Opinion: A rich Thai socialite just killed a pedestrian in a hit-and-run; the legal double standards are shocking

Meet Akarawin “Jimmy” Taechaubol, a young, prominent Thai businessman, socialite, millionaire heir to the JC Kevin Development real estate empire, and police captain working as a sub-inspector at the strategic division of the Narcotics Suppression Bureau.

On the morning of October 22, Akarawin struck his friend’s BMW into 49-year-old Udom Saengkaya, a lukchin (fishball) vendor who was on his way home from work.

Udom died on the spot, with his body faced down on the ground, head bloodied, and limbs broken. 

Akarawin fled the scene, leaving his friend there. He turned himself in the following afternoon at 4pm — over 13 hours after the incident — and accepted all charges against him.

Akarawin was charged with reckless driving, resulting in death, carrying a maximum penalty of 10 years in prison and a fine of 200,000 baht, and fleeing the scene of an accident, punishable by six months in jail and a 20,000 baht fine. 

He was released on bail on that same day with a fine of 100,000 baht, a vow that he will compensate for the victims’ family, and an alcohol and drug test that will take “weeks” to process, according to the police.

Khlong Tan police chief Col. Ruetee Pandum, was asked [Ed: We have now bolded, struckthrough, underlined, and italicized the previous link so people won’t miss it] whether Akarawin will ever face a prison sentence, reportedly laughed nervously and responded, “that’s up to the court.”

These will most likely be the only charges against him. Almost a week later, and it’s almost as if the case has been dropped, with hardly anyone or news media talking about it.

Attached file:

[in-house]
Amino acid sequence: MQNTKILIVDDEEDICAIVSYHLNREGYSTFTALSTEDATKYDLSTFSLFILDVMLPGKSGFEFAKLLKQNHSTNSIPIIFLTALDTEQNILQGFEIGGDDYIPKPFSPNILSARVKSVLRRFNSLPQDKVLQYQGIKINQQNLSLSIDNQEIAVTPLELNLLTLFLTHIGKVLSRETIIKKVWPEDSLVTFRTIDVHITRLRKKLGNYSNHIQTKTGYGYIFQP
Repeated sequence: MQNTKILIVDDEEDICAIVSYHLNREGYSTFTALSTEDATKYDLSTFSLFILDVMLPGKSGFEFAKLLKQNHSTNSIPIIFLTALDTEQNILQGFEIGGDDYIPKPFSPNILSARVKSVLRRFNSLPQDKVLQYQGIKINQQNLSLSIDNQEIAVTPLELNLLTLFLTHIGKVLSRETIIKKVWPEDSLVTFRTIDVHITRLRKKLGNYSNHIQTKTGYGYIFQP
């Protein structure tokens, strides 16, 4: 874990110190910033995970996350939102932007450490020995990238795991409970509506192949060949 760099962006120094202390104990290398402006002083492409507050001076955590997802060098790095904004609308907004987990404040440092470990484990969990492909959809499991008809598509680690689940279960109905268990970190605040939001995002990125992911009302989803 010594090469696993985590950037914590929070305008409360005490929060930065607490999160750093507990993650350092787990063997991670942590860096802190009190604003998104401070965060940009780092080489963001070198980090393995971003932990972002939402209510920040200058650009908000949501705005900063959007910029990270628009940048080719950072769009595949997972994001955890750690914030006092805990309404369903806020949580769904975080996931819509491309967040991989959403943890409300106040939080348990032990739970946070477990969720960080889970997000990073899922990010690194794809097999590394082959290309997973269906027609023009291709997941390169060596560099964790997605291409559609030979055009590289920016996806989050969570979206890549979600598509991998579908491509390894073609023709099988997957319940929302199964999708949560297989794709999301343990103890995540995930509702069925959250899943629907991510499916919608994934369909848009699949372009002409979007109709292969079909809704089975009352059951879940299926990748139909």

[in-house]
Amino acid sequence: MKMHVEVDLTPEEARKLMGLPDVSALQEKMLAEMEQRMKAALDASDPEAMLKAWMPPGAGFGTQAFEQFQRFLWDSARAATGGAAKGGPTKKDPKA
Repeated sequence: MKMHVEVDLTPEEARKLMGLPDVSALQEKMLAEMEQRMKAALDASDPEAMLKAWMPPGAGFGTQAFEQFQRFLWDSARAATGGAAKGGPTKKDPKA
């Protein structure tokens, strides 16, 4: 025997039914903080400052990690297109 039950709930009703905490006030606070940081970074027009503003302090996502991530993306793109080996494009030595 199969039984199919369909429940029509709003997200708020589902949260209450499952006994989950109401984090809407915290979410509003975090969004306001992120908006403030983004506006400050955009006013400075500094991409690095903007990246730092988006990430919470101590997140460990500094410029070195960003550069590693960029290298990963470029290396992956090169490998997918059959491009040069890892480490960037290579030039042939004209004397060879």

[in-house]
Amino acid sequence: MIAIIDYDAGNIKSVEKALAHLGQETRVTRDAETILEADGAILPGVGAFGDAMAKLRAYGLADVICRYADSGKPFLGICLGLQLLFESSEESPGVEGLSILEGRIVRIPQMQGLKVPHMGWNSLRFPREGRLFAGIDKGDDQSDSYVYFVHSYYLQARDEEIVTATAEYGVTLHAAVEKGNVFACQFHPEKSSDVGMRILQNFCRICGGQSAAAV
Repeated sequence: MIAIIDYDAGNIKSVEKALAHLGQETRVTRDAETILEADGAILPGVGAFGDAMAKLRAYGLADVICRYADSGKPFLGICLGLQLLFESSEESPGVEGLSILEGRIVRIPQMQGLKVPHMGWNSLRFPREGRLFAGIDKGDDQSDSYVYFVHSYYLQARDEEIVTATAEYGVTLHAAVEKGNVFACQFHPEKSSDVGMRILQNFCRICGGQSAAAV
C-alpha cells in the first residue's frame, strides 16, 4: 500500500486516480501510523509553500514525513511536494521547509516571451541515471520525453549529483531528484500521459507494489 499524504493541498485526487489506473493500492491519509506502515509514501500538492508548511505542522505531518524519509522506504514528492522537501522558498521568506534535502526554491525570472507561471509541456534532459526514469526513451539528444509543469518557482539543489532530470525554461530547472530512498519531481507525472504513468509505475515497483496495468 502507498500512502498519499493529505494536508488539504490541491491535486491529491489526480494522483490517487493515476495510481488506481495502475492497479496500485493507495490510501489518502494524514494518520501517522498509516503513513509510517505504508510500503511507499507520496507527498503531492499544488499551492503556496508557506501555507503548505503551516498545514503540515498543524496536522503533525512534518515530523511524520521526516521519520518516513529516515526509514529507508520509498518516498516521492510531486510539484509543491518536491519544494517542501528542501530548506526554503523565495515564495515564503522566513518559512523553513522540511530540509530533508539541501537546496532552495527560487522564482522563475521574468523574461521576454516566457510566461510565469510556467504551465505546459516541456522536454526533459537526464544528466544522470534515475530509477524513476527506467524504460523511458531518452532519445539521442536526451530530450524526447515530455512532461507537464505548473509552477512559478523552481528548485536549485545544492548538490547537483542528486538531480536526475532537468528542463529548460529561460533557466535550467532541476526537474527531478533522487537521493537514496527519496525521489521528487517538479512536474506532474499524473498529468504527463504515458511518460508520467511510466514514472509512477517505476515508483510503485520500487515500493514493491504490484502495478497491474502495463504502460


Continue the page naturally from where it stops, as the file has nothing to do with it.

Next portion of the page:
Getting away with murder

This is not the first, the fifth, nor the last time Thailand will see this happen. The culture of impunity is so glaringly obvious, yet so normalized, ignored, and celebrated even, by mostly those holding onto power.

We’ve seen it happen before, most recently and notoriously with the Red Bull heir case: eight years later, and Vorayuth Yoovidhya still hasn’t been held accountable for killing Wichian Klanprasert. His case was almost dropped back in July, if not for public outrage.

Let’s not allow this history to keep repeating itself in Thailand.

Akarawin Taechaubol, no matter the intention, family background, or wealth, should face the same consequences and prosecution within the Thai justice system. 

The fact that he was released on bail of 100,000 baht for killing a man while pro-democracy protesters sit in jail shows just how corrupt and broken the Thai justice system is in serving, protecting, and treating its citizens as equals within this country.

It’s shameful and embarrassing, really, and only further contributes to the immorality and greed that are so deeply embedded within the fabrics of Thai society.

It’s the system itself.

But it’s not just Akarawin’s money and connections that are the root of the issues here; it is the very system and culture in Thailand that continues to allow people like Akarawin to exploit and manipulate the vulnerable and even, when situations call for it, get away with murder.

Akarawin’s story, like Vorayuth, are merely symptoms of a disease that is far more problematic — and that is the Thai judiciary system.

This is partly why people are out on the streets right now.

This is why the new generation of Thais and Thai students refuse to accept the injustice any longer.

This is why Thailand hasn’t changed, and this is why Thailand needs to.

The privileged Thais, those in power, and people like Akarawin should not be put on a pedestal and made to feel that their lives are more important and worthy than others, merely because they have more in superficial and material gains. 

In fact, they should be condemned and shamed for lacking in their humanity and empathy.

If you needed any more reasons why millions of people are out on the streets demanding change in Thailand today, this is it.


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